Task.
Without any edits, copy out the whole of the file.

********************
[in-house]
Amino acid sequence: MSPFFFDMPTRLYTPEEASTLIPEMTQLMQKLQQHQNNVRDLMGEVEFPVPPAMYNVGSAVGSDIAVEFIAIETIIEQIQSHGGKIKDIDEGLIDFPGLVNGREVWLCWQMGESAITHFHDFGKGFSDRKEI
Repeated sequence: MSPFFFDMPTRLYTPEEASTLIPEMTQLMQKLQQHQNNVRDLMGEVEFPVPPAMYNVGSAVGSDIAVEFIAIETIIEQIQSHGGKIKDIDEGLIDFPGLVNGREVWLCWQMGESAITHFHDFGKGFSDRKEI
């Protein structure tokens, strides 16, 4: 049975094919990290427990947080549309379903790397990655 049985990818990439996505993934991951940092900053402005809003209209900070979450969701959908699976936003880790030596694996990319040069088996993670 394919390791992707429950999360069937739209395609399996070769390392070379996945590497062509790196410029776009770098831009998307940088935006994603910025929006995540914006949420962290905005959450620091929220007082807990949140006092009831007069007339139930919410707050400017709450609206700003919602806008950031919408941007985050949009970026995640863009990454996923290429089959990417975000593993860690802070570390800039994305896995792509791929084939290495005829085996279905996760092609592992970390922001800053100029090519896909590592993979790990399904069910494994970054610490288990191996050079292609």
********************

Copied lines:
[in-house]
Amino acid sequence: MSPFFFDMPTRLYTPEEASTLIPEMTQLMQKLQQHQNNVRDLMGEVEFPVPPAMYNVGSAVGSDIAVEFIAIETIIEQIQSHGGKIKDIDEGLIDFPGLVNGREVWLCWQMGESAITHFHDFGKGFSDRKEI
Repeated sequence: MSPFFFDMPTRLYTPEEASTLIPEMTQLMQKLQQHQNNVRDLMGEVEFPVPPAMYNVGSAVGSDIAVEFIAIETIIEQIQSHGGKIKDIDEGLIDFPGLVNGREVWLCWQMGESAITHFHDFGKGFSDRKEI
């Protein structure tokens, strides 16, 4: 049975094919990290427990947080549309379903790397990655 049985990818990439996505993934991951940092900053402005809003209209900070979450969701959908699976936003880790030596694996990319040069088996993670 394919390791992707429950999360069937739209395609399996070769390392070379996945590497062509790196410029776009770098831009998307940088935006994603910025929006995540914006949420962290905005959450620091929220007082807990949140006092009831007069007339139930919410707050400017709450609206700003919602806008950031919408941007985050949009970026995640863009990454996923290429089959990417975000593993860690802070570390800039994305896995792509791929084939290495005829085996279905996760092609592992970390922001800053100029090519896909590592993979790990399904069910494994970054610490288990191996050079292609």